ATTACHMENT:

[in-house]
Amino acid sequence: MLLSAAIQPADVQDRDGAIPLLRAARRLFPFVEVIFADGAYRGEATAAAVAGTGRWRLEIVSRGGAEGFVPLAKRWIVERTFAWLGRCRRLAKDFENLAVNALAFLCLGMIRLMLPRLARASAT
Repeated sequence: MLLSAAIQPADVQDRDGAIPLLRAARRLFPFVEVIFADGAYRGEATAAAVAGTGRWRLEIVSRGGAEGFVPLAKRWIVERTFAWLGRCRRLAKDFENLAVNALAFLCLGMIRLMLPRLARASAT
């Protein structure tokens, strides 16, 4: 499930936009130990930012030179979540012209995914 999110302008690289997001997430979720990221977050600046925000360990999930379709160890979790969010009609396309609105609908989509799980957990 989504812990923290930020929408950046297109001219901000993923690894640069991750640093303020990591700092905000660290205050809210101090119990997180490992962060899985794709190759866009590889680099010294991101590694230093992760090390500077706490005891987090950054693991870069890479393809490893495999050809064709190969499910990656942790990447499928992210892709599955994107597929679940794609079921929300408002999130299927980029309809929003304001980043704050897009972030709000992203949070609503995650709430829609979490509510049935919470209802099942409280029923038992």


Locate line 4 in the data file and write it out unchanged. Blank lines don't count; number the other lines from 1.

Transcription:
């Protein structure tokens, strides 16, 4: 499930936009130990930012030179979540012209995914 999110302008690289997001997430979720990221977050600046925000360990999930379709160890979790969010009609396309609105609908989509799980957990 989504812990923290930020929408950046297109001219901000993923690894640069991750640093303020990591700092905000660290205050809210101090119990997180490992962060899985794709190759866009590889680099010294991101590694230093992760090390500077706490005891987090950054693991870069890479393809490893495999050809064709190969499910990656942790990447499928992210892709599955994107597929679940794609079921929300408002999130299927980029309809929003304001980043704050897009972030709000992203949070609503995650709430829609979490509510049935919470209802099942409280029923038992």